06 Barolo Garblèt Sué, birthday fiorentina & the aeration condom

This year’s birthday celebration centered around a porterhouse cooked alla fiorentina: the steak is cooked upright so that the T in the t-bone release its flavor and the entire steak heats through without cooking the sirloin and tenderloin. This year, Tracie P bought me the steak three days before my birthday and we dry-aged it in the fridge (you just put it on a plate, uncovered, and let it dry out). It’s the simplest thing but it makes such a big difference in the tenderness and flavor of the beef.

When you see the marrow begin to bubble in the bone, quickly grill the steak on either side at high heat.

We paired with a bottle of 2006 Barolo Garblèt Sué by Brovia, one of my all-time favorite Nebbiolo growers and bottlers.

The Garblèt Sué vineyard is on the Bricco Fiasco and its name comes from the name of the farm that lies below, Garbelletto Superiore. (The dialectal inflection of the toponym, Garblèt Sué, was authorized in new legislation that went into effect in 2010 allowing for added geographical mentions, as they are called in red-tape jargon.)

Honestly, the wine was still very tight, even though I had opened it early in the day to let it aerate. But that didn’t diminish our enjoyment of this classic expression of Barolo from Castiglione Falletto, the township that lies virtually in the center of the appellation and is known for its balance of elegance and fruit (imparted by the more generous Tortonian soils to the west of the Barolo-Alba road) and opulence and tannic structure (delivered by the austere Helvetian soils to the east). Even though this wine wasn’t anywhere near its peak, a Saturday night with a Barolo by Brovia is always an undeniable and unforgettable treat for me (thanks again, Tracie P!). This was the second 2006 by Brovia that I’ve tasted this year and I’ve been impressed with how fresh and bright the vintage is showing from Langa.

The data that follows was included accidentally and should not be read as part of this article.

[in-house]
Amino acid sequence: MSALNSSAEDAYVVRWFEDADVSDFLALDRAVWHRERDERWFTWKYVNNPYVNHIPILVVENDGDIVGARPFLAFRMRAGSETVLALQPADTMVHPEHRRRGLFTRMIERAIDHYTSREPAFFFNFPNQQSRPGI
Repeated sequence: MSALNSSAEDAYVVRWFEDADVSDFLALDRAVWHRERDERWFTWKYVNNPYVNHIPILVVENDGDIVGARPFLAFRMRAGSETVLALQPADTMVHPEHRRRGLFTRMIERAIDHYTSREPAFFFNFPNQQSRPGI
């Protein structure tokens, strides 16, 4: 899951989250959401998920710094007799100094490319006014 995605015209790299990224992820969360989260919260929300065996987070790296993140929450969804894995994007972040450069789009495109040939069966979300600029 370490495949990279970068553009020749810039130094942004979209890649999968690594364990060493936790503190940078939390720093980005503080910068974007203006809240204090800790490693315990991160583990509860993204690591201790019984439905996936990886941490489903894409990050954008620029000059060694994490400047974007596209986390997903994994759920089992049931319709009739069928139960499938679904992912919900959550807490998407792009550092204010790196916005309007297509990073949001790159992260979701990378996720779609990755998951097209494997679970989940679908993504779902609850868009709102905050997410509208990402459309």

Beyond the new flip flops (much needed) and the gorgeous brown agate cufflinks (much appreciated) that Tracie P gave me for my birthday this year, she has given me the greatest gift that anyone ever could: our little Georgia P, whose smile could light an entire city block and whose sweetness can wash away even the bluest blues.

We have so much to be grateful for and this year’s celebration of my birthday (my forty-fifth year!) reminded me of how rich our lives have been in the last year and a half. I love both of them so very much…

In other news…

Over at the Houston Press this morning, I explain why I don’t decant wines like the Garblèt Sué and offered a trick for allowing wine to breath over the course of the entire day: the “aeration condom,” I call it.

Thanks for reading and thanks for all the birthday wishes on the Facebook and the Twitter! :)

First kiss: Tracie P. First sip: Brovia 04 Barolo.

I dream of your first kiss… And then I feel upon my lips again…

The first kiss of 2011 tasted just as sweet as that very first kiss of 2008. A taste of honey, tasting much sweeter than wine…

Tracie P and I had wonderful New Year’s eve at Tony’s with cousins Joanne and Marty, Dana and Neil, Mary Kelly (Neil’s mother), and prof Jonathan, who took the photos above. Don’t I look like I just won the jackpot? ;-)

That first kiss was followed by a first sip of 2011: Brovia 2004 Barolo.

I have long been a fan of traditionalist Brovia and I finally got to taste at the winery in March 2010 when I was visiting Piedmont with a group of wine bloggers. That’s Brovia son-in-law Alex in front of the winery’s cement vats. (Check out Saignée’s excellent post on Brovia here.)

No pharmaceutical yeast here: Brovia’s wines always captivate with their balance of freshness, purity of fruit, and their power, and this wine drank surprisingly well as young as it was, with not overly generous fruit tempered by mushroom and earth. It was a fantastic way to start our 2011.

I posted some of the food shots from that night over at Tony’s blog, btw: Chef de Cuisine Grant’s risotto is always stellar IMHO, and his rich beef stock carnaroli topped with fried sweet breads were served perfectly al dente that night.

All in all it was an unforgettable night, our first New Year’s as a married couple and a celebration of all the wonderful things that happened for us in 2010. We have lots of adventures (and challenges) ahead of us in 2011 and we’re looking forward to our upcoming trip to Italy (more on that shortly).

But in the meantime, I’m gonna keep on dreaming about that first kiss, tasting much sweeter than wine… Happy new year, everyone!

Tracie P’s sfincione was amazing

Above: Last night we hosted the first couple of the Austin wine scene, Craig and April Wright Collins. Tracie P truly outdid herself with her cooking.

To borrow a phrase from friend and colleague Charles Scicolone, whose wife Michele is one of the best cooks I know, “I am truly blessed.”

Tracie P simply outdid herself last night with the dishes she prepared for a dinner party we threw.